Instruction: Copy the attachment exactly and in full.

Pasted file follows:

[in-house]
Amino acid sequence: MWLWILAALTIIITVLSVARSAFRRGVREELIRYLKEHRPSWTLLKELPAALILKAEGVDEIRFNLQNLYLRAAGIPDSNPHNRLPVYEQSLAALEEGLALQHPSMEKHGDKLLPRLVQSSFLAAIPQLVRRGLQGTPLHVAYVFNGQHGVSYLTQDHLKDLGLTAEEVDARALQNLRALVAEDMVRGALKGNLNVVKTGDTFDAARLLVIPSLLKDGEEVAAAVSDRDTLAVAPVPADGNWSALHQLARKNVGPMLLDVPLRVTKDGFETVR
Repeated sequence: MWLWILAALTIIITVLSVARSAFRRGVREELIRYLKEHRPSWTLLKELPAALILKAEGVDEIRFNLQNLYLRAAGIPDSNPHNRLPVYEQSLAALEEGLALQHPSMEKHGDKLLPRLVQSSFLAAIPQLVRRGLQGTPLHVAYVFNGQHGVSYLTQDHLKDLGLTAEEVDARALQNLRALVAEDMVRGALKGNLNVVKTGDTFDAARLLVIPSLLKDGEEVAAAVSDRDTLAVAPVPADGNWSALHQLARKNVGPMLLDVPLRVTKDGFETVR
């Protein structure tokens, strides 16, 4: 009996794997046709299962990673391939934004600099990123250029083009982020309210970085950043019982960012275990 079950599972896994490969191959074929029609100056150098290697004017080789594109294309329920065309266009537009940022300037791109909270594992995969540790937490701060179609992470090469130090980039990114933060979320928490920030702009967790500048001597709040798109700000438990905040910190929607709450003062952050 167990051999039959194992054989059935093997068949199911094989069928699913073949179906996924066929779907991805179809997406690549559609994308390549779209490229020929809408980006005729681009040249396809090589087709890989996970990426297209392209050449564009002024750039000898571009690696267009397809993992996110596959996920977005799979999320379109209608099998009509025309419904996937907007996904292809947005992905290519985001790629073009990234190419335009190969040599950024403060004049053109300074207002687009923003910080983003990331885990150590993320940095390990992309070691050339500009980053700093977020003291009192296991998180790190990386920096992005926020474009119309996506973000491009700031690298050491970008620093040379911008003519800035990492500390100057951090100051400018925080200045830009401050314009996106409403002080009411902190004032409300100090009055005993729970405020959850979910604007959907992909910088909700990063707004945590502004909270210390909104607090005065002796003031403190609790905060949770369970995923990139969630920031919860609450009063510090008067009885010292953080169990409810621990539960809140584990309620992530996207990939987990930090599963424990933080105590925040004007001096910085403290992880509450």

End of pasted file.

[in-house]
Amino acid sequence: MWLWILAALTIIITVLSVARSAFRRGVREELIRYLKEHRPSWTLLKELPAALILKAEGVDEIRFNLQNLYLRAAGIPDSNPHNRLPVYEQSLAALEEGLALQHPSMEKHGDKLLPRLVQSSFLAAIPQLVRRGLQGTPLHVAYVFNGQHGVSYLTQDHLKDLGLTAEEVDARALQNLRALVAEDMVRGALKGNLNVVKTGDTFDAARLLVIPSLLKDGEEVAAAVSDRDTLAVAPVPADGNWSALHQLARKNVGPMLLDVPLRVTKDGFETVR
Repeated sequence: MWLWILAALTIIITVLSVARSAFRRGVREELIRYLKEHRPSWTLLKELPAALILKAEGVDEIRFNLQNLYLRAAGIPDSNPHNRLPVYEQSLAALEEGLALQHPSMEKHGDKLLPRLVQSSFLAAIPQLVRRGLQGTPLHVAYVFNGQHGVSYLTQDHLKDLGLTAEEVDARALQNLRALVAEDMVRGALKGNLNVVKTGDTFDAARLLVIPSLLKDGEEVAAAVSDRDTLAVAPVPADGNWSALHQLARKNVGPMLLDVPLRVTKDGFETVR
């Protein structure tokens, strides 16, 4: 009996794997046709299962990673391939934004600099990123250029083009982020309210970085950043019982960012275990 079950599972896994490969191959074929029609100056150098290697004017080789594109294309329920065309266009537009940022300037791109909270594992995969540790937490701060179609992470090469130090980039990114933060979320928490920030702009967790500048001597709040798109700000438990905040910190929607709450003062952050 167990051999039959194992054989059935093997068949199911094989069928699913073949179906996924066929779907991805179809997406690549559609994308390549779209490229020929809408980006005729681009040249396809090589087709890989996970990426297209392209050449564009002024750039000898571009690696267009397809993992996110596959996920977005799979999320379109209608099998009509025309419904996937907007996904292809947005992905290519985001790629073009990234190419335009190969040599950024403060004049053109300074207002687009923003910080983003990331885990150590993320940095390990992309070691050339500009980053700093977020003291009192296991998180790190990386920096992005926020474009119309996506973000491009700031690298050491970008620093040379911008003519800035990492500390100057951090100051400018925080200045830009401050314009996106409403002080009411902190004032409300100090009055005993729970405020959850979910604007959907992909910088909700990063707004945590502004909270210390909104607090005065002796003031403190609790905060949770369970995923990139969630920031919860609450009063510090008067009885010292953080169990409810621990539960809140584990309620992530996207990939987990930090599963424990933080105590925040004007001096910085403290992880509450």